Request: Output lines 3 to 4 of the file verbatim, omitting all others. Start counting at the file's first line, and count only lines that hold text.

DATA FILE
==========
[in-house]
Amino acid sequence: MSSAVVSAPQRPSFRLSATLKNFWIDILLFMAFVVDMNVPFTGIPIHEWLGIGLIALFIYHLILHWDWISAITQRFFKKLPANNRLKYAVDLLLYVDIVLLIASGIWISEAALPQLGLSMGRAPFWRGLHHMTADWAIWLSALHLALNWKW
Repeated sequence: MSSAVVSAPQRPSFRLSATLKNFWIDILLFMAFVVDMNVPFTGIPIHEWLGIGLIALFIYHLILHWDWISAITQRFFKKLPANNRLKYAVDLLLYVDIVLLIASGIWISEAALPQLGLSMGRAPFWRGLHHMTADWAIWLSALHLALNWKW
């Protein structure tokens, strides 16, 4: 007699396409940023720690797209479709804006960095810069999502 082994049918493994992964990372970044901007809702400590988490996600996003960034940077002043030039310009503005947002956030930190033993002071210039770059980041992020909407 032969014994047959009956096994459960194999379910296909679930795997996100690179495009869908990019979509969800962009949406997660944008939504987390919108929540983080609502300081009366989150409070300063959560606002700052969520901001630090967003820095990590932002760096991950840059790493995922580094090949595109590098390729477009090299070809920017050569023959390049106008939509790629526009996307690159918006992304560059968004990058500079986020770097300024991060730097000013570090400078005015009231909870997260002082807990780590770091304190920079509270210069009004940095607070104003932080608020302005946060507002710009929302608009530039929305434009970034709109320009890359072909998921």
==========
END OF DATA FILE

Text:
Repeated sequence: MSSAVVSAPQRPSFRLSATLKNFWIDILLFMAFVVDMNVPFTGIPIHEWLGIGLIALFIYHLILHWDWISAITQRFFKKLPANNRLKYAVDLLLYVDIVLLIASGIWISEAALPQLGLSMGRAPFWRGLHHMTADWAIWLSALHLALNWKW
């Protein structure tokens, strides 16, 4: 007699396409940023720690797209479709804006960095810069999502 082994049918493994992964990372970044901007809702400590988490996600996003960034940077002043030039310009503005947002956030930190033993002071210039770059980041992020909407 032969014994047959009956096994459960194999379910296909679930795997996100690179495009869908990019979509969800962009949406997660944008939504987390919108929540983080609502300081009366989150409070300063959560606002700052969520901001630090967003820095990590932002760096991950840059790493995922580094090949595109590098390729477009090299070809920017050569023959390049106008939509790629526009996307690159918006992304560059968004990058500079986020770097300024991060730097000013570090400078005015009231909870997260002082807990780590770091304190920079509270210069009004940095607070104003932080608020302005946060507002710009929302608009530039929305434009970034709109320009890359072909998921």